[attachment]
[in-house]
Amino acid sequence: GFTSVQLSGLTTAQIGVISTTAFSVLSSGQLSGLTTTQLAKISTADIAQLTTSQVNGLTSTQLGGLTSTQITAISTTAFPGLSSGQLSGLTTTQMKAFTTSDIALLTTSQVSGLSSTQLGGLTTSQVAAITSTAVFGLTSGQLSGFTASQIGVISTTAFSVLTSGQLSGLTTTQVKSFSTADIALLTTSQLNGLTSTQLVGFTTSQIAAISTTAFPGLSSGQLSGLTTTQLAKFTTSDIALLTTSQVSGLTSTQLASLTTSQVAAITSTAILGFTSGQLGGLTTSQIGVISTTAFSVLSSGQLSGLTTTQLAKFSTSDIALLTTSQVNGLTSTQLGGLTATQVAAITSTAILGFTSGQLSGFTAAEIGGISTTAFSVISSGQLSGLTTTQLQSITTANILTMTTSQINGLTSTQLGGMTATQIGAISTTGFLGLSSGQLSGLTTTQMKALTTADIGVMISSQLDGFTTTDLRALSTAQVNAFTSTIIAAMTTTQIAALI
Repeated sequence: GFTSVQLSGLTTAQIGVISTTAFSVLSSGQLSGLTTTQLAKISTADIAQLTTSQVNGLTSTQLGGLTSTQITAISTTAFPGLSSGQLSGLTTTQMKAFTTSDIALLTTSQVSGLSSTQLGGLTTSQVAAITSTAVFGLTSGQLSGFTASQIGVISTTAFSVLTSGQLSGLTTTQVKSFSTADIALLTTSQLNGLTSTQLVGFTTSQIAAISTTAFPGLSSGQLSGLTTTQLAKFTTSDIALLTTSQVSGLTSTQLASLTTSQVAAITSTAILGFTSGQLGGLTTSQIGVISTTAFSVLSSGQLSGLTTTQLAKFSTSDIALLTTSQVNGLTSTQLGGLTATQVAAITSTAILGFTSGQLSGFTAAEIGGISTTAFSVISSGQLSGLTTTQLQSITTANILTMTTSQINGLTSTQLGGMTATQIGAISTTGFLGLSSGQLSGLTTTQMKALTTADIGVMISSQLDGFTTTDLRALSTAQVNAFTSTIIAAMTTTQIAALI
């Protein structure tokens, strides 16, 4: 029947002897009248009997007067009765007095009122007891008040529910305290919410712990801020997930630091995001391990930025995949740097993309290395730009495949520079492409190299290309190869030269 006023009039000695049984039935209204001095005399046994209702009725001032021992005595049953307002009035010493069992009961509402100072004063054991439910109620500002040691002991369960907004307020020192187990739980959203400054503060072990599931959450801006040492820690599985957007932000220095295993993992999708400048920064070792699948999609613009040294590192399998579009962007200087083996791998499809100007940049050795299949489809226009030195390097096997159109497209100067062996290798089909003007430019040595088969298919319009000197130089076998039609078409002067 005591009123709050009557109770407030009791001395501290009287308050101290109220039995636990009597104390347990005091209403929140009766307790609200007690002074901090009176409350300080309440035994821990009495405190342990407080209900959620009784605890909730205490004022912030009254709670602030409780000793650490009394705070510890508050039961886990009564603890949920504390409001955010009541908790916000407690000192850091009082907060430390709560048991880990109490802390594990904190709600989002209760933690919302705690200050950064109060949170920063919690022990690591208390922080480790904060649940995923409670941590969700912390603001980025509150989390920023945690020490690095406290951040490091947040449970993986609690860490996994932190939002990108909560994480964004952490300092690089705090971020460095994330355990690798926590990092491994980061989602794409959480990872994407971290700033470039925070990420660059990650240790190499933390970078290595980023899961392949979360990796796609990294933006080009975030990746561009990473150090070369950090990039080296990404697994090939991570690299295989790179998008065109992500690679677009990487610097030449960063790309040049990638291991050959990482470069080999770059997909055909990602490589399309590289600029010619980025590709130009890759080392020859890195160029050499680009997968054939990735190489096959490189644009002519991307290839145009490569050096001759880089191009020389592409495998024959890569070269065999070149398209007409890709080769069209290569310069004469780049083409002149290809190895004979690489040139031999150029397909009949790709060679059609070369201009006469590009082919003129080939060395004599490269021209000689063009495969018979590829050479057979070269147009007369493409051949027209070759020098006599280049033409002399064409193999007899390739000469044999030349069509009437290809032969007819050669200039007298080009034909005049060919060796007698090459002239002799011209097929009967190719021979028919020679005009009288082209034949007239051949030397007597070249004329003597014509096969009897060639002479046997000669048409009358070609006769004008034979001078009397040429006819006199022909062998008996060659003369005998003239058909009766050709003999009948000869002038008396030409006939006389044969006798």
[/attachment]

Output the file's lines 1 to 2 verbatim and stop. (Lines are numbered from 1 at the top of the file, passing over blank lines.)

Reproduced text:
[in-house]
Amino acid sequence: GFTSVQLSGLTTAQIGVISTTAFSVLSSGQLSGLTTTQLAKISTADIAQLTTSQVNGLTSTQLGGLTSTQITAISTTAFPGLSSGQLSGLTTTQMKAFTTSDIALLTTSQVSGLSSTQLGGLTTSQVAAITSTAVFGLTSGQLSGFTASQIGVISTTAFSVLTSGQLSGLTTTQVKSFSTADIALLTTSQLNGLTSTQLVGFTTSQIAAISTTAFPGLSSGQLSGLTTTQLAKFTTSDIALLTTSQVSGLTSTQLASLTTSQVAAITSTAILGFTSGQLGGLTTSQIGVISTTAFSVLSSGQLSGLTTTQLAKFSTSDIALLTTSQVNGLTSTQLGGLTATQVAAITSTAILGFTSGQLSGFTAAEIGGISTTAFSVISSGQLSGLTTTQLQSITTANILTMTTSQINGLTSTQLGGMTATQIGAISTTGFLGLSSGQLSGLTTTQMKALTTADIGVMISSQLDGFTTTDLRALSTAQVNAFTSTIIAAMTTTQIAALI